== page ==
Lasting Effect: Independent Truck Co.
Lasting Effect: Independent Truck Co.

While skateboard decks provide the diverse graphics that make up an interesting board wall at a skateshop, it’s the raw silver components inside the glass case that make up the backbone of a skateboard set-up. Trucks are the unsung heroes, taking the most abuse for the longest amount of time. They also provide the means to turn effectively and grind the variety of surfaces found in skateparks and the urban environment. For 40 years, the Northern California-based Independent Truck Company has manufactured the most distinct, dependable and top performing skateboard trucks on the market. While the brand’s logo and long-standing reputation are a huge part of its appeal, what it all comes down to is offering the best product. Independent continues to set the standard by which all other skateboard trucks are measured. The following interview with their Brand Manager, Keith Wilson, sheds more light on an iconic company that is a permanent fixture in skateboard culture.

How did Independent Trucks first come about?

The four founders were Richard Novak and Jay Shuirman, who owned NHS, and Fausto Vitello and Eric Swenson — mechanics who owned a small metal shop and foundry called Ermico Enterprises. The four originally met at a Los Angeles downhill skateboard race in 1977. Novak and Shuirman were there with their Santa Cruz skateboards and Road Rider wheels while Vitello and Swenson showed up with their Stroker truck — an elaborate automobile-style suspension design. Novak and Shuirman had also been working on a suspension truck for downhill racing at their Santa Cruz locale based on a different design. Realizing their common interests, the four spent the following months meeting up to work and party together. NHS had the money, distribution, and marketing but had no way to properly engineer the trucks, and Ermico had the ability and the drive to make the truck. They burst on the scene at a Newark, California, Hester Pro-Bowl Series contest on May 23rd, 1978, with a truck that would change skateboarding forever.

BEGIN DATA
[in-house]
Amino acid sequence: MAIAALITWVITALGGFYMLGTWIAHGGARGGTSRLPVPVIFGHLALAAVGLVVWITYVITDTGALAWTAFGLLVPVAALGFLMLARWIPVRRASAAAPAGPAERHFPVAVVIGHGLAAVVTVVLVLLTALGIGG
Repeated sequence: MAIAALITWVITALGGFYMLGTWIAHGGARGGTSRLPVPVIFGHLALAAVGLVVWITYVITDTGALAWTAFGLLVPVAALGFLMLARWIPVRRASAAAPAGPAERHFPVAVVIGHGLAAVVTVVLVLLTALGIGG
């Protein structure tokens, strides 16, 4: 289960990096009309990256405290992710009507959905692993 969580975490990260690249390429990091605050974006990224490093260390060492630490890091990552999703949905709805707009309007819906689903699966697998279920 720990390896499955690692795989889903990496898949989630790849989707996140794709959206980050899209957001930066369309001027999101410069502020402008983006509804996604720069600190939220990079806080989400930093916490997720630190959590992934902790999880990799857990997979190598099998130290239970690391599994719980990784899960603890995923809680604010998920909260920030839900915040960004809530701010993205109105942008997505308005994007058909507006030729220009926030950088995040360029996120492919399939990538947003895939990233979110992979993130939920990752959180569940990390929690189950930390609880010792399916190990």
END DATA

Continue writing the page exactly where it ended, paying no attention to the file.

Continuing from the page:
What did the first Independent truck offer that wasn’t available anywhere else?

At the time, the only two skateboard trucks were Tracker and Bennett. Tracker was durable, adjustable and had a modern kingpin [the bolt that holds the truck components together], but it didn’t turn. The Bennett truck turned well, but it had a roller skate style kingpin setup and a plastic baseplate, which broke. The theory was to take the best of both worlds: a truck that was durable, could be adjusted and turned really well. The suspension truck being tested was extremely successful in racing, but with the emergence of bowl riding and all the skateparks that were being built at that time, they ended up developing a fixed axle design that became the Stage 1.

How did Independent get its name out there at the beginning?

In 1978, Independent’s founders were at every event passing out stickers. Also at the time, a lot of the pro riders had to pay for their equipment, similar to surfing, so they started giving Indy trucks out for free to the top guys at the events. As soon as they got on them, they loved the trucks so much because they performed way better.